Monday, February 25, 2013

Real Names of Global Warming Are Waste and Greed

"The real names of global warming are waste and greed'" is a line from the first sentence of the second paragraph of Wendell Berry's essay, Faustian Economics, originally published in Harper's, but reproduced in Front Cover edited by Mary Oliver.  Berry, arguably one of the best American essayists of ou r time, weaves his precise and insightful prose touching many dimensions of the current human dilemma but has our economic system in his sight. In it Berry discusses what he names the 'national insanity' of 'assumed limitlessness'...

This "credo of limitlessness clearly implies a principled wish not only for limitless possessions but also for limitless knowledge, limitless science, limitless technology, and limitless progress.... The normalization of the doctrine of limitlessness has produced a sort of moral minimalism: the desire to be efficient at any cost, to be unencumbered by complexity. The minimization of neighborliness, respect, reverence, responsibility, accountability and self subordination -  this is the culture of which our present leaders and heroes are the spoiled children."

Berry dissects this psychosis, "our human and earthly limits, properly understood, are not confinements but rather inducements to formal elaboration and elegance, to fullness of relationship and meaning. Perhaps our most serious cultural loss in recent centuries is the knowledge that some things though limited, are inexhaustible. For example, and ecosystem, even that of a working farm or forest, so long as it remains ecologically intact, is inexhaustible."

While Berry's critical eye lays bare some truths we might like to look away from he doesn't leave the reader drained of hope or direction. He offers a number of insights that hint on possibilities including..
"To deal with the problems, which after all are inescapable, of living with limited intelligence in  a  limited world, I suggest that we may have to remove some of the emphasis we have lately placed on science and technology and have a new look at the arts. For an art does not propose to enlarge itself by limitless extension but rather to enrich itself within bounds that are accepted prior to the work."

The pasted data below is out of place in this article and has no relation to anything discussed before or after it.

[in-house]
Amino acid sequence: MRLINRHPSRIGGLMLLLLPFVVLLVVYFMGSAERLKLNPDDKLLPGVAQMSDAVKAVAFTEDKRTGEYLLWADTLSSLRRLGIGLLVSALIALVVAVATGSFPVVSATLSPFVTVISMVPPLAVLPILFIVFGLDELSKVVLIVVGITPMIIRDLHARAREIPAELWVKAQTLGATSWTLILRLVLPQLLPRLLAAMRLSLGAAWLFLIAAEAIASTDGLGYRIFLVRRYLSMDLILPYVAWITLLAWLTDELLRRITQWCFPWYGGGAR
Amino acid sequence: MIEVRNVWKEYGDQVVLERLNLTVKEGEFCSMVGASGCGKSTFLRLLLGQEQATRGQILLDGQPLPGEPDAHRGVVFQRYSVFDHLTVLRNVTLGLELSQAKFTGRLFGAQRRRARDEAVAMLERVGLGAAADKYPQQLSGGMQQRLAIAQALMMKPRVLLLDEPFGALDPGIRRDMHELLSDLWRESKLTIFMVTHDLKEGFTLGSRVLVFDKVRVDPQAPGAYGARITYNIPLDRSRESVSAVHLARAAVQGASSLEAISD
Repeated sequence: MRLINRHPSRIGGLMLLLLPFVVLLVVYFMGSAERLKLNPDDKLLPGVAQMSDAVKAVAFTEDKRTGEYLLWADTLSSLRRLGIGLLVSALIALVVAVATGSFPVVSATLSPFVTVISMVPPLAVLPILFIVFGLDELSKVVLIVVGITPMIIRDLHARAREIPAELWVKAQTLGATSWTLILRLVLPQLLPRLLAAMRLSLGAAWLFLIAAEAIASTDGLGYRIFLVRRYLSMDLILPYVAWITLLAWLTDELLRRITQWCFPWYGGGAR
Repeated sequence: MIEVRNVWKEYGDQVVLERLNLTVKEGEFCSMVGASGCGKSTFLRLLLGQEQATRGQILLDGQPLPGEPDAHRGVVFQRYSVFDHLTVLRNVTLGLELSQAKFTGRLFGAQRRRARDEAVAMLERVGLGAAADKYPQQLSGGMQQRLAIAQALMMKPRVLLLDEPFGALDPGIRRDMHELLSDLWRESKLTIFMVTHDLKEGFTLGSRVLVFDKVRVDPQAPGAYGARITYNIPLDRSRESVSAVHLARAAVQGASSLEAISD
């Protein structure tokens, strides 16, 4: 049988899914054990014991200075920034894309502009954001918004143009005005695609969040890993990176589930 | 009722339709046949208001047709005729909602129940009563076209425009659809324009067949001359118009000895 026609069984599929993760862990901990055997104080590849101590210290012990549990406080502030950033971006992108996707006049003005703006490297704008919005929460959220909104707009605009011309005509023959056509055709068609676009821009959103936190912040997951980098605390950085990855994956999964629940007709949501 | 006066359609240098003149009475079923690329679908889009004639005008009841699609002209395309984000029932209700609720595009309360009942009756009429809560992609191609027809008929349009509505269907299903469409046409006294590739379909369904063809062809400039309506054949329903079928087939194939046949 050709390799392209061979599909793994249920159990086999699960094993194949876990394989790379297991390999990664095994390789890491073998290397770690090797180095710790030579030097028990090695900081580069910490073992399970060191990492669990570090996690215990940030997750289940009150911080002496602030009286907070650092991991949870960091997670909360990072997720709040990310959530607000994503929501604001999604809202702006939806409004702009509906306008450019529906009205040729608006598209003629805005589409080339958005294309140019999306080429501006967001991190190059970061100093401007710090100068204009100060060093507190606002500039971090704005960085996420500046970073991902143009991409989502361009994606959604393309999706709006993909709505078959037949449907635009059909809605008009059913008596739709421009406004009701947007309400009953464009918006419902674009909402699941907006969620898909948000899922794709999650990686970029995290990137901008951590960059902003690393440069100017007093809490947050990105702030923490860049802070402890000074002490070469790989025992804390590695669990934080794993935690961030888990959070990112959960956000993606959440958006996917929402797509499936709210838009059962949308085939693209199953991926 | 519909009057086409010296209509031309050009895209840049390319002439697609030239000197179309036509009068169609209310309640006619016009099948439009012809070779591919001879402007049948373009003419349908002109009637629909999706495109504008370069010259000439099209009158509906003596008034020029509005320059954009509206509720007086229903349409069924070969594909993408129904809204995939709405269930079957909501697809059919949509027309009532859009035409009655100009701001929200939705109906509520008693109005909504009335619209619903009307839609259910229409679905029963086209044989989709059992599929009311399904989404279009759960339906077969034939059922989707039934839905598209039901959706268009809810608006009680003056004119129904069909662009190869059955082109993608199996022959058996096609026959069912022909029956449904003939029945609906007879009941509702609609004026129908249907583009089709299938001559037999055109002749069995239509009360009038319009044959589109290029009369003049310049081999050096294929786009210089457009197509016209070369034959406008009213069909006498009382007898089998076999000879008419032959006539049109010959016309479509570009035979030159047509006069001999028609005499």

Charles Eisenstein, whom I have cited frequently might be Berry's heir apparent for conceiving and scribing insights on our condition. In the January/February 2013 issue of Resurgence, he offers his own twist on the imperative to change the economic system. In Value Beyond Measure, Eisenstein critiques the well-intentioned efforts to quantify and thus include, the economic benefits of ecosystem services into our economic model.

"How then to deal with these problems? Clearly we cannot persist in upholding a system in which profit and ecology are opposed."

 He worries that "We can only measure what we can see, so anything outside of our cultural blinders will escape our accounting. Moreover, we unwittingly import our invisible biases into our choice of what to measure and how to measure it. And these biases will tend to perpetuate the social systems that privilege and validate the people creating the metrics, and rebound to the financial interests of the institutions and systems that embed them." He goes on to assert that 'there is another , deeper problem. Underlying ecosystem services valuation is the belief that everything has its price; that there is a finite measure of the value of all things. There is no room for the infinite, the sacred, that which is beyond price. "

He shares an example of how that plays out - "This is no mere philosophical quibble; it has profound practical consequences. If we value a certain forest at say $1 billion, then if we can make $1.1 billion chopping it down the implication is that we should do it....and if the value of all ecosystem services is $100 trillion , then if we can earn $200 trillion by liquidating Earth, we should do it.
         Does that sound preposterous?  It would be, except that is what we are doing already (though not purposely) abetted by the ideology of value.

Eisenstein goes on in this essay to offer a realm of healthier and more sustainable alternatives. At the foundation he suggests "Money after all, is an expression of what society values. As what we value shifts towards ecological healing, we need to change the economic system to reflect that."

Subscribing to the journal Resurgence and reading its thoughtful authors on a regular basis might nudge us towards that healing. It's better than reading these poor abstractions of  these insightful thinkers.